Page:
'God Receipt' Waitress Fired: Applebee’s Chelsea Welch Axed For Posting Pastor Alois Bell’s Receipt Online

on February 01 2013 10:37 AM

An Applebee’s waitress was fired after sharing on the Internet a receipt with a rude comment left by a patron upset at the 18 percent gratuity added to her check.

Chelsea Welch, who worked at an Applebee’s location in St. Louis, decided to share an image of the receipt that read “I give God 10% why do you get 18,”on social media website Reddit because she found it funny.

In an interview with Consumerist.com, she made it clear that she was not the Applebee’s employee that received the receipt but simply snapped a photo of it at the end of her shift.

“I originally posted the note as a lighthearted joke,” Welch told Consumerist. “I thought the note was insulting, but it was also comical. I posted it to Reddit, because I thought other users would find it entertaining.”

However, the patron in question, Pastor Alois Bell, did not find the act funny. She contacted management at the Applebee’s location and demanded that entire waitstaff be fired, Welch told Consumerist. Instead, she alone was dismissed Wednesday.

Welch insists that she did not think the handwriting was legible, therefore did not think about editing the name on the receipt when she posted it to Reddit’s Atheist page.

Later she attempted to replace the image with one where the signature was edited; by that time, the post had become popular on the social media site, with many trying to decipher who the elusive pastor was. The story was then picked up by several news outlets.

It was this that allowed Bell to get wind of the story. She spoke with the Smoking Gun, detailing that a friend called and informed her that her receipt was “all over Yahoo.”  

She described her actions as a “lapse in judgment that has been blown out of proportion,” in an attempt at a public apology.

“My heart is really broken,” she told the Smoking Gun. “I’ve brought embarrassment to my church and ministry.”

However, Welch remains without a job; she told Consumerist that she was working at Applebee’s in order to save money for college, adding that she checked and found that she didn’t break any specific guidelines in the company handbook.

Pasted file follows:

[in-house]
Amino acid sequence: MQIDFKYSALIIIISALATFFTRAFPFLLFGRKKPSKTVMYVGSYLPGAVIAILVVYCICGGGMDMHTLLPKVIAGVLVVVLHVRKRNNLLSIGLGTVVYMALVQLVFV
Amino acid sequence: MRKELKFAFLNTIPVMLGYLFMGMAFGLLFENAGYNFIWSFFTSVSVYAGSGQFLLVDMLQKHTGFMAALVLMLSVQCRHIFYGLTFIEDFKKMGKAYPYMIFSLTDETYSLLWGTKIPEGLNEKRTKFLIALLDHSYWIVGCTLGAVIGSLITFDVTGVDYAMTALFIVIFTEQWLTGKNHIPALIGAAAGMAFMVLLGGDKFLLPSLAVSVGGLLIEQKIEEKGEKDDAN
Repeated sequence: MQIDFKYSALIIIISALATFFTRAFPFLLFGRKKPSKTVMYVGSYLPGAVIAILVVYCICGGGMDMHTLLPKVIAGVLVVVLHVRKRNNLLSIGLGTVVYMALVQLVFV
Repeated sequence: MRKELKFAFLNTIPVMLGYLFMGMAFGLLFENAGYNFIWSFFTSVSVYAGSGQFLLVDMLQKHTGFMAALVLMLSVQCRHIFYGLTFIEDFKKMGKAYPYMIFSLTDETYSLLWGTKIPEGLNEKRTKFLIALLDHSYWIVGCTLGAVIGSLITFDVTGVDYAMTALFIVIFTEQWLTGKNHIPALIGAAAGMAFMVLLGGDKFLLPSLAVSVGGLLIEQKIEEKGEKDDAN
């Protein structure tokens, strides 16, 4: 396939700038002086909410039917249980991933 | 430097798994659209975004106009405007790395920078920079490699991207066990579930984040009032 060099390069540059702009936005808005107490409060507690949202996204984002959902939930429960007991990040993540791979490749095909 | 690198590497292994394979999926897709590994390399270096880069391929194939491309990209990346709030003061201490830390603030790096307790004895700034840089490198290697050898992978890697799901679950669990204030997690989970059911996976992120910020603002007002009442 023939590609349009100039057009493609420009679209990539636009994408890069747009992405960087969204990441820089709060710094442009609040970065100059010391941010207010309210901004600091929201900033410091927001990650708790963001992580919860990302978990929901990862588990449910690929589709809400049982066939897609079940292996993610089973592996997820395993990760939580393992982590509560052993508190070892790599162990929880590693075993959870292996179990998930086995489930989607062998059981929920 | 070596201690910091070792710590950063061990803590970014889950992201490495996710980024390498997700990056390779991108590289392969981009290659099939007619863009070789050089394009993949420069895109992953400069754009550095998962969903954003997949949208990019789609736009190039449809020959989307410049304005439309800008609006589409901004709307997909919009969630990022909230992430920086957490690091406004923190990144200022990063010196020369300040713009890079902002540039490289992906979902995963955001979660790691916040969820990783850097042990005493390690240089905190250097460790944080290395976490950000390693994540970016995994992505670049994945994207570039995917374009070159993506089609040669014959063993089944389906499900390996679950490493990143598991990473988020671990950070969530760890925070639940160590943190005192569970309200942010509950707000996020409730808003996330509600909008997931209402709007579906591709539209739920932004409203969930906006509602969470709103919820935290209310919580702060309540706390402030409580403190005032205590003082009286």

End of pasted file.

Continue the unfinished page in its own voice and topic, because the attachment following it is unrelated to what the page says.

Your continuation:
“I was just trying to make a joke, but I came home today unemployed,” she said.

Bell dined at the Applebee’s with a party of 10, for which the restaurant requires an automatic gratuity of 18 percent be paid for parties of eight or more people. Despite insisting that she left a cash tip of $6, in addition to her comment, Bell wrote “zero” in the additional tip section.

“If this person wrote the note, obviously they wanted it seen by someone,” Welch noted. “It’s strange to me that now that the audience is wider than just the server, the person is now ashamed.”

The service industry notably operates in a fashion where waitstaff earn their living mostly from tips.

“We make $3.50 an hour. Most of my paychecks are less than pocket change, because I have to pay taxes on the tips I make,” Welch said. “After sharing my tips with hosts, bussers and bartenders, I make less than $9 per hour on average, before taxes.”

Welch explained that flawed system is no excuse for not paying for services rendered, adding that tipping well essentially insures continued good service.

“I posted a picture to make people laugh, but now I want to make a serious point. Things like this happen to servers all the time. I’ve had worse tips just in the last month. People seem to think that the easiest way to save money on a night out is to skip the tip. But when you don’t tip a good server that means that server might move on to a better job. And a worse server might take their place,” she said.

During her time at the restaurant, Welch said she was a well-liked and well-respected employee that maintained high sales and was hoping to move up to management within the year.

“But because this person got embarrassed that their selfishness was made public, Applebee’s has made it clear that they would rather lose a dedicated employee than lose an angry customer," she said. "That’s a policy I can’t understand.”